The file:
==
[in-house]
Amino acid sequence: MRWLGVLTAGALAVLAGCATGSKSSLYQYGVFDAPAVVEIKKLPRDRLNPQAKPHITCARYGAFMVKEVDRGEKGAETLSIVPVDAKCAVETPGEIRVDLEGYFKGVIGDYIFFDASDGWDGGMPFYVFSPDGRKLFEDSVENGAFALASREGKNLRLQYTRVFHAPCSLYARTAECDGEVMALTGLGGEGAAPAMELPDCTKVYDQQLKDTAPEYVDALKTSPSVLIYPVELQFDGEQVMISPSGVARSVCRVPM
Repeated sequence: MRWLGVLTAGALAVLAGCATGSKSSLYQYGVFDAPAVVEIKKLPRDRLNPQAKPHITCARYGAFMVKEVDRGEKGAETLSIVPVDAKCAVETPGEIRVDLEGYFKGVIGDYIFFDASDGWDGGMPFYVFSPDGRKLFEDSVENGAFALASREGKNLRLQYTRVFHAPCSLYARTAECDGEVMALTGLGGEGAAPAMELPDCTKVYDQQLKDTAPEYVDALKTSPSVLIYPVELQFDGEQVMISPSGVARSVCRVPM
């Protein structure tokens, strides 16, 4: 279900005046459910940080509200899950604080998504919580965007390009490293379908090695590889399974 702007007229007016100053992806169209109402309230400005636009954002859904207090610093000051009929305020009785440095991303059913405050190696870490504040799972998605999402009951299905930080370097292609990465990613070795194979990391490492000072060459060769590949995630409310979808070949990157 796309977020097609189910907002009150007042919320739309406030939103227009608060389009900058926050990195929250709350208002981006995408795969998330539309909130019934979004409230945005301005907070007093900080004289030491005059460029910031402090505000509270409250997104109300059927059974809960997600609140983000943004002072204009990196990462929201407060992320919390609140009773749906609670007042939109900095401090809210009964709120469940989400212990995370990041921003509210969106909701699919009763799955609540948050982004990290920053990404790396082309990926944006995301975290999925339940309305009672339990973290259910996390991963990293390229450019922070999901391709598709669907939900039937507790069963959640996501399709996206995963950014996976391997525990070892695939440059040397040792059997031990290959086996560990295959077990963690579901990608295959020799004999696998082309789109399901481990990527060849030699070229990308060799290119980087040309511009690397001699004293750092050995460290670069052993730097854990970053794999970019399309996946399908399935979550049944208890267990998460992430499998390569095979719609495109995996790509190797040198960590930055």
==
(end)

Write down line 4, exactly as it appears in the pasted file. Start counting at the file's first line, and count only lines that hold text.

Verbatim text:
């Protein structure tokens, strides 16, 4: 279900005046459910940080509200899950604080998504919580965007390009490293379908090695590889399974 702007007229007016100053992806169209109402309230400005636009954002859904207090610093000051009929305020009785440095991303059913405050190696870490504040799972998605999402009951299905930080370097292609990465990613070795194979990391490492000072060459060769590949995630409310979808070949990157 796309977020097609189910907002009150007042919320739309406030939103227009608060389009900058926050990195929250709350208002981006995408795969998330539309909130019934979004409230945005301005907070007093900080004289030491005059460029910031402090505000509270409250997104109300059927059974809960997600609140983000943004002072204009990196990462929201407060992320919390609140009773749906609670007042939109900095401090809210009964709120469940989400212990995370990041921003509210969106909701699919009763799955609540948050982004990290920053990404790396082309990926944006995301975290999925339940309305009672339990973290259910996390991963990293390229450019922070999901391709598709669907939900039937507790069963959640996501399709996206995963950014996976391997525990070892695939440059040397040792059997031990290959086996560990295959077990963690579901990608295959020799004999696998082309789109399901481990990527060849030699070229990308060799290119980087040309511009690397001699004293750092050995460290670069052993730097854990970053794999970019399309996946399908399935979550049944208890267990998460992430499998390569095979719609495109995996790509190797040198960590930055």